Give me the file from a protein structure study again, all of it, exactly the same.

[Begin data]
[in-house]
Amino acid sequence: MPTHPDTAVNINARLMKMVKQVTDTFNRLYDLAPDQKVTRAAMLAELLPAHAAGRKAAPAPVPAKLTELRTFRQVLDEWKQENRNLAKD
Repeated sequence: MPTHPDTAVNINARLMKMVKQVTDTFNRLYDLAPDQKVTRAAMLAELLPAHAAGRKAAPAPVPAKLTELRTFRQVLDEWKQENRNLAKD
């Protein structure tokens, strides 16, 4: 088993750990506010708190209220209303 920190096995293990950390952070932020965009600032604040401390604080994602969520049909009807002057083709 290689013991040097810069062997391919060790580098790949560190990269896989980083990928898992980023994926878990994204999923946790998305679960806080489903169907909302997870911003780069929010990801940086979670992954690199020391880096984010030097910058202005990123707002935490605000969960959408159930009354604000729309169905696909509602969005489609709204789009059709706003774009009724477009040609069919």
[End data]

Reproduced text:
[in-house]
Amino acid sequence: MPTHPDTAVNINARLMKMVKQVTDTFNRLYDLAPDQKVTRAAMLAELLPAHAAGRKAAPAPVPAKLTELRTFRQVLDEWKQENRNLAKD
Repeated sequence: MPTHPDTAVNINARLMKMVKQVTDTFNRLYDLAPDQKVTRAAMLAELLPAHAAGRKAAPAPVPAKLTELRTFRQVLDEWKQENRNLAKD
């Protein structure tokens, strides 16, 4: 088993750990506010708190209220209303 920190096995293990950390952070932020965009600032604040401390604080994602969520049909009807002057083709 290689013991040097810069062997391919060790580098790949560190990269896989980083990928898992980023994926878990994204999923946790998305679960806080489903169907909302997870911003780069929010990801940086979670992954690199020391880096984010030097910058202005990123707002935490605000969960959408159930009354604000729309169905696909509602969005489609709204789009059709706003774009009724477009040609069919």